Friday Fictioneers – the Miller’s Daughter

Fancy sharpening your skill with writing exercises? The Scrivener’s Forge offers a new exercise every month to hone one aspect of your craft. Take a look at this month’s exercise here

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Photo Prompt: (C) Sandra Crook

Sound accompanied Yasmin’s days – sails creaking, gears clanking, and grindstones gnashing. Yasmin feared silence. Though the wheels inside her made no sound, sometimes she gritted her teeth.

“I’m not pretty,” she acknowledged to her suitor, “but I won’t sell myself cheap – I know the worth of my inheritance.”

“Silly girl,” said Damasos, and his mirth was like wind in sails. “Mills hold no interest for me. Our fate together lies in palaces far away.”

A Prince! As the soothsayer foretold!

Sitting together beside the hearth, old and content, Damasos laughed his laugh. “Did I actually say I was a Prince?”

 

Friday fictioneers is a weekly challenge to write a 100-word story in response to a photo prompt. You can find It here.

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83 thoughts on “Friday Fictioneers – the Miller’s Daughter

  1. Once again, Neil, you got me with that great descriptive power of yours. Metaphors … LOVE ’em! That ending you supplied was great … how any frogs have we all had to go through?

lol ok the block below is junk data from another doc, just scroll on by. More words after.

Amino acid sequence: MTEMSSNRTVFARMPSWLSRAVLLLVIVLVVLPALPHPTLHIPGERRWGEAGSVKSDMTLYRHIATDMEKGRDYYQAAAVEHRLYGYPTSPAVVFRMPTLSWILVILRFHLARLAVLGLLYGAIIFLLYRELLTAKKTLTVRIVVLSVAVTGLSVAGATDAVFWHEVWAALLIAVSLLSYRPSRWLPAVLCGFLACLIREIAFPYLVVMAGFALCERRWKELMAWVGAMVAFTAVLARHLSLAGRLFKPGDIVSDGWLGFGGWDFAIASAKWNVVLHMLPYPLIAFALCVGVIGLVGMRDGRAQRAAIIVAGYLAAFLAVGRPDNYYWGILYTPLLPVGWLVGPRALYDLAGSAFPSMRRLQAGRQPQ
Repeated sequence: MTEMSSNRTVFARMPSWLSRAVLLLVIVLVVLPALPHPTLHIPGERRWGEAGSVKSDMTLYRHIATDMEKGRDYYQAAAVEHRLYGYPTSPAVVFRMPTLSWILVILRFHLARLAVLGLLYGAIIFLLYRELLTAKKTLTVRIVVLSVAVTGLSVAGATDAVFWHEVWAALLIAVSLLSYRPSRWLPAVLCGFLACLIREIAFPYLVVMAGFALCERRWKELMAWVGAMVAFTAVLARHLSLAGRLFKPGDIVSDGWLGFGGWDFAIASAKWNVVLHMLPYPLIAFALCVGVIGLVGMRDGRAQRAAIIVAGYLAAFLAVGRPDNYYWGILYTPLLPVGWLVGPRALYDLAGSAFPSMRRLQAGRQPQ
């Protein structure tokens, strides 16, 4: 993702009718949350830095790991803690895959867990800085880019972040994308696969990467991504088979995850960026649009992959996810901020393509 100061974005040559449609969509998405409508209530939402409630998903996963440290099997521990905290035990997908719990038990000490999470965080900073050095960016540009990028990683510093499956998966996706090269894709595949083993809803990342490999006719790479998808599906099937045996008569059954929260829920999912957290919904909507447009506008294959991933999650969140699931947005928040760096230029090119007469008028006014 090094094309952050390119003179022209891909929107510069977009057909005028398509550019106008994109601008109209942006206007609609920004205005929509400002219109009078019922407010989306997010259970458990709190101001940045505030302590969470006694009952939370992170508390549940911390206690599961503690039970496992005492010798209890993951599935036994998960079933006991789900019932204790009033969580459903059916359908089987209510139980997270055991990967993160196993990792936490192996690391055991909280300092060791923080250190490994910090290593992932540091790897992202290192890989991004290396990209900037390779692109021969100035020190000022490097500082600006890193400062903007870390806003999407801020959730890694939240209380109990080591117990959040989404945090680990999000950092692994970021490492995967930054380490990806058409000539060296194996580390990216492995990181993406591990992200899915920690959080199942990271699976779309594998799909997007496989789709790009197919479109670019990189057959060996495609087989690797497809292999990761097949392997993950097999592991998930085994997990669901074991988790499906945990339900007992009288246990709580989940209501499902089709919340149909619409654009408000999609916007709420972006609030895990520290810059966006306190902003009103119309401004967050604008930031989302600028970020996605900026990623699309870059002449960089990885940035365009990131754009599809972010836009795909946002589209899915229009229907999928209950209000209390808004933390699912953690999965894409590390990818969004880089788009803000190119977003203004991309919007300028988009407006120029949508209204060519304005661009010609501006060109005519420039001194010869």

Five out of five Blue Djinns.

    Liked by 1 person

  2. Perhaps he can still qualify as the Prince of Deception. But I suppose we can all fit that bill at different times. The hearts that hold out for the best can usually get tripped up by pretenders. I like this much Neil!

    Liked by 1 person

  3. Well, that does sound like a fairy tale – The Prince and the Miller’s daughter. So glad they were content in the end, despite his fraudulent princley claims! Nice tale Neil

    Like

  4. Loved this, Neil. I particularly liked your line: “Though the wheels inside her made no sound, sometimes she gritted her teeth.” This describes me so well. The wheels are always turning in my head. I also find that my role in our family has somehow become some sort of sponge where the rest hurl their bad moods and I’m expected to turn everything magically around and not respond most of the time. I understand the rest of the family has their stressors but they seems to forget that I am human as well with my own feelings and not some kind of robot. Then again, when I keep silent, how will that change? How will their awareness improve?
    I am constantly reminding myself not to clench my teeth.
    We’re about to leave for a family holiday to Tasmania where we’ll be shut in the car together much of the time. This could be interesting. I am already planning diversions.
    Best wishes,
    Rowena

    Liked by 1 person

  5. Made me think of Steven Erikson. From a few of your pieces it sounds like fantasy is somewhere you enjoy writing. It’s somewhere I also like to venture as both reader and writer. Happy New Year, and all the best for 2017.

    Liked by 1 person

    1. Interesting you should feel that Paul. I know why you’d think that but in fact I’m not a big fan of fantasy. I am though very interested in what might be called fabulism – exploring the tropes of fables

      Like

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